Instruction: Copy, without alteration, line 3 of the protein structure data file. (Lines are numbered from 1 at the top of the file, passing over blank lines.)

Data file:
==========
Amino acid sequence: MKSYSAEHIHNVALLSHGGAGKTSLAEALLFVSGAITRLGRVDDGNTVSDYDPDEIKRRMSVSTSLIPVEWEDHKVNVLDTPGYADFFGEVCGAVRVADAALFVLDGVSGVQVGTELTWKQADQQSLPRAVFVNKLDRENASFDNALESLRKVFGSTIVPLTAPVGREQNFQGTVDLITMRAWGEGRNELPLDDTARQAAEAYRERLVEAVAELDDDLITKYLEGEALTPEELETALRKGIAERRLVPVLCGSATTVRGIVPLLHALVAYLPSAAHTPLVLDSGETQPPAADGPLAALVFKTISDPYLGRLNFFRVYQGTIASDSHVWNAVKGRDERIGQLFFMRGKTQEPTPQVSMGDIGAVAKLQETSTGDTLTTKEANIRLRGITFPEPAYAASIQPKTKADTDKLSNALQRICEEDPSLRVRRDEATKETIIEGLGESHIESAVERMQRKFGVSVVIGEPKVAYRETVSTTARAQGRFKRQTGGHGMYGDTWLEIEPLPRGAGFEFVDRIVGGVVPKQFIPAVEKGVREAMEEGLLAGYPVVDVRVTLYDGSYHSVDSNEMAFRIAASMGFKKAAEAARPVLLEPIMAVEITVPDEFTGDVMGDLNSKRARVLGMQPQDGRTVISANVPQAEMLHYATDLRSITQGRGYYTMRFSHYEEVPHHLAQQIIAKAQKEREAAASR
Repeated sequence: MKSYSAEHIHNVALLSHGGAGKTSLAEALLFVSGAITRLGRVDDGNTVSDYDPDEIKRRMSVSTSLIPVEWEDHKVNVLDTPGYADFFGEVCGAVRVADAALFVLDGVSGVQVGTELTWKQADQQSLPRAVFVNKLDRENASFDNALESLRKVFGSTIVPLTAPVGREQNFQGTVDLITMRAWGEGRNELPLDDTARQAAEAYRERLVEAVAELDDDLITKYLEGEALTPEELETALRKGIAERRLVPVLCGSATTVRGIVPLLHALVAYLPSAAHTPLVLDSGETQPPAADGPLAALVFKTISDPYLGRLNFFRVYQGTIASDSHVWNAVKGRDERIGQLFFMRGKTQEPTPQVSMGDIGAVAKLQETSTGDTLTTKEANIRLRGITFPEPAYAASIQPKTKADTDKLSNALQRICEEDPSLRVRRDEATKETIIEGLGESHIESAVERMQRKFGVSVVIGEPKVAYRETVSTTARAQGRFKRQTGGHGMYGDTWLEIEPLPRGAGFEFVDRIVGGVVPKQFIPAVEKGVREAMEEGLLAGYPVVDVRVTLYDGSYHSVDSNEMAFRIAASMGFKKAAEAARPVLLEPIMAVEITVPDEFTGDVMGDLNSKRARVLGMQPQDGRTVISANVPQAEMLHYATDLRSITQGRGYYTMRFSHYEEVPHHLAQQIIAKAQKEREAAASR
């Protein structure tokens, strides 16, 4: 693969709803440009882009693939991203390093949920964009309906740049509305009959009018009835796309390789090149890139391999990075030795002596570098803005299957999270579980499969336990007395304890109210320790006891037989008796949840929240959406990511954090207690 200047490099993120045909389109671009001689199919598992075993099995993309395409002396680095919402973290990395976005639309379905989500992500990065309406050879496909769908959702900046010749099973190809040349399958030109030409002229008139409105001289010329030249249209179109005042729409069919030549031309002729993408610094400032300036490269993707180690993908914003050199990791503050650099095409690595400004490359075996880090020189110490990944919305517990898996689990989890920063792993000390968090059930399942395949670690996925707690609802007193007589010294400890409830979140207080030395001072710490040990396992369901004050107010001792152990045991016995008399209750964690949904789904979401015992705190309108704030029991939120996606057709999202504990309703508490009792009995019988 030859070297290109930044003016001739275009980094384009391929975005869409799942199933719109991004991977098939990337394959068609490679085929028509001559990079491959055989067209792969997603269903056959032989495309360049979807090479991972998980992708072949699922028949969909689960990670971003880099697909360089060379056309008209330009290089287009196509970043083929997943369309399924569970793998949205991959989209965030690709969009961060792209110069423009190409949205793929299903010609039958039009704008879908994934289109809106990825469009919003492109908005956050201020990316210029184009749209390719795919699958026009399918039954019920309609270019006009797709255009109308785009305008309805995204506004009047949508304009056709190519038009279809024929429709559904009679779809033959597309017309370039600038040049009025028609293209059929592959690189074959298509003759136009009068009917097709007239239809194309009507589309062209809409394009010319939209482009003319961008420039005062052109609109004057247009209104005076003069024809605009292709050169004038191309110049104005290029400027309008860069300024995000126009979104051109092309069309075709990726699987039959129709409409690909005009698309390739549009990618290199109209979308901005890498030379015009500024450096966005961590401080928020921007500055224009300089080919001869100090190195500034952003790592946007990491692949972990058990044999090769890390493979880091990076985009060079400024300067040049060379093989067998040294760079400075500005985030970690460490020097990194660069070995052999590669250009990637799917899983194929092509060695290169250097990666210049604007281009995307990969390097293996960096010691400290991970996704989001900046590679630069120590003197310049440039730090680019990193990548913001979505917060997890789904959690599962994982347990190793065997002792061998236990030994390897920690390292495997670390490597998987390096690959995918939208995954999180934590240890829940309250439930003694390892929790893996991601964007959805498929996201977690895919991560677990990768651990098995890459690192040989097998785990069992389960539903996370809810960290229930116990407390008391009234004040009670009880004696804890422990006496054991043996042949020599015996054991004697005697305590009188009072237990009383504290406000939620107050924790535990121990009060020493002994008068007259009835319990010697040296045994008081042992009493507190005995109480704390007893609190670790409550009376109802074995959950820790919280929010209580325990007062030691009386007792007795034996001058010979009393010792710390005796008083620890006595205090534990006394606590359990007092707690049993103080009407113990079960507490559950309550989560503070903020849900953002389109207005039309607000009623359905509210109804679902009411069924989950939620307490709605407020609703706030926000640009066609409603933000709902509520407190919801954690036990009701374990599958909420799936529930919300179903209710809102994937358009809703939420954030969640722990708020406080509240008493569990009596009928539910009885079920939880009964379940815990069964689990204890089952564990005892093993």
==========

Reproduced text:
């Protein structure tokens, strides 16, 4: 693969709803440009882009693939991203390093949920964009309906740049509305009959009018009835796309390789090149890139391999990075030795002596570098803005299957999270579980499969336990007395304890109210320790006891037989008796949840929240959406990511954090207690 200047490099993120045909389109671009001689199919598992075993099995993309395409002396680095919402973290990395976005639309379905989500992500990065309406050879496909769908959702900046010749099973190809040349399958030109030409002229008139409105001289010329030249249209179109005042729409069919030549031309002729993408610094400032300036490269993707180690993908914003050199990791503050650099095409690595400004490359075996880090020189110490990944919305517990898996689990989890920063792993000390968090059930399942395949670690996925707690609802007193007589010294400890409830979140207080030395001072710490040990396992369901004050107010001792152990045991016995008399209750964690949904789904979401015992705190309108704030029991939120996606057709999202504990309703508490009792009995019988 030859070297290109930044003016001739275009980094384009391929975005869409799942199933719109991004991977098939990337394959068609490679085929028509001559990079491959055989067209792969997603269903056959032989495309360049979807090479991972998980992708072949699922028949969909689960990670971003880099697909360089060379056309008209330009290089287009196509970043083929997943369309399924569970793998949205991959989209965030690709969009961060792209110069423009190409949205793929299903010609039958039009704008879908994934289109809106990825469009919003492109908005956050201020990316210029184009749209390719795919699958026009399918039954019920309609270019006009797709255009109308785009305008309805995204506004009047949508304009056709190519038009279809024929429709559904009679779809033959597309017309370039600038040049009025028609293209059929592959690189074959298509003759136009009068009917097709007239239809194309009507589309062209809409394009010319939209482009003319961008420039005062052109609109004057247009209104005076003069024809605009292709050169004038191309110049104005290029400027309008860069300024995000126009979104051109092309069309075709990726699987039959129709409409690909005009698309390739549009990618290199109209979308901005890498030379015009500024450096966005961590401080928020921007500055224009300089080919001869100090190195500034952003790592946007990491692949972990058990044999090769890390493979880091990076985009060079400024300067040049060379093989067998040294760079400075500005985030970690460490020097990194660069070995052999590669250009990637799917899983194929092509060695290169250097990666210049604007281009995307990969390097293996960096010691400290991970996704989001900046590679630069120590003197310049440039730090680019990193990548913001979505917060997890789904959690599962994982347990190793065997002792061998236990030994390897920690390292495997670390490597998987390096690959995918939208995954999180934590240890829940309250439930003694390892929790893996991601964007959805498929996201977690895919991560677990990768651990098995890459690192040989097998785990069992389960539903996370809810960290229930116990407390008391009234004040009670009880004696804890422990006496054991043996042949020599015996054991004697005697305590009188009072237990009383504290406000939620107050924790535990121990009060020493002994008068007259009835319990010697040296045994008081042992009493507190005995109480704390007893609190670790409550009376109802074995959950820790919280929010209580325990007062030691009386007792007795034996001058010979009393010792710390005796008083620890006595205090534990006394606590359990007092707690049993103080009407113990079960507490559950309550989560503070903020849900953002389109207005039309607000009623359905509210109804679902009411069924989950939620307490709605407020609703706030926000640009066609409603933000709902509520407190919801954690036990009701374990599958909420799936529930919300179903209710809102994937358009809703939420954030969640722990708020406080509240008493569990009596009928539910009885079920939880009964379940815990069964689990204890089952564990005892093993």